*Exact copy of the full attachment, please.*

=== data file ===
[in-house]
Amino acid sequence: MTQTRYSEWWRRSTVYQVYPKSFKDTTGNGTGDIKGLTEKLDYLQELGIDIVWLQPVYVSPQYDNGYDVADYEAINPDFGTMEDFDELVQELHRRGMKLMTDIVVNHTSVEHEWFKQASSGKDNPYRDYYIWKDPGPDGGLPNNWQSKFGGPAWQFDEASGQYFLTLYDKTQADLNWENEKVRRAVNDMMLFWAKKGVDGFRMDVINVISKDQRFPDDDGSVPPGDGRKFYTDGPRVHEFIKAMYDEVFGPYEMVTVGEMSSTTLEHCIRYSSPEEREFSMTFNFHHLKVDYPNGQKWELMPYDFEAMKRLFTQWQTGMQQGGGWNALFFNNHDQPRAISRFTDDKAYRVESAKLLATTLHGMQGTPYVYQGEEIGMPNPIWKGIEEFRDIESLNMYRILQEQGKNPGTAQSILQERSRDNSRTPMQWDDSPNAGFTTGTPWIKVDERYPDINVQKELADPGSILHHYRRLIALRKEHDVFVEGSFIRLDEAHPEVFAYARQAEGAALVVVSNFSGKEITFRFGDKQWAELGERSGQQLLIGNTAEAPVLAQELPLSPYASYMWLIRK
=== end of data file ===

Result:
[in-house]
Amino acid sequence: MTQTRYSEWWRRSTVYQVYPKSFKDTTGNGTGDIKGLTEKLDYLQELGIDIVWLQPVYVSPQYDNGYDVADYEAINPDFGTMEDFDELVQELHRRGMKLMTDIVVNHTSVEHEWFKQASSGKDNPYRDYYIWKDPGPDGGLPNNWQSKFGGPAWQFDEASGQYFLTLYDKTQADLNWENEKVRRAVNDMMLFWAKKGVDGFRMDVINVISKDQRFPDDDGSVPPGDGRKFYTDGPRVHEFIKAMYDEVFGPYEMVTVGEMSSTTLEHCIRYSSPEEREFSMTFNFHHLKVDYPNGQKWELMPYDFEAMKRLFTQWQTGMQQGGGWNALFFNNHDQPRAISRFTDDKAYRVESAKLLATTLHGMQGTPYVYQGEEIGMPNPIWKGIEEFRDIESLNMYRILQEQGKNPGTAQSILQERSRDNSRTPMQWDDSPNAGFTTGTPWIKVDERYPDINVQKELADPGSILHHYRRLIALRKEHDVFVEGSFIRLDEAHPEVFAYARQAEGAALVVVSNFSGKEITFRFGDKQWAELGERSGQQLLIGNTAEAPVLAQELPLSPYASYMWLIRK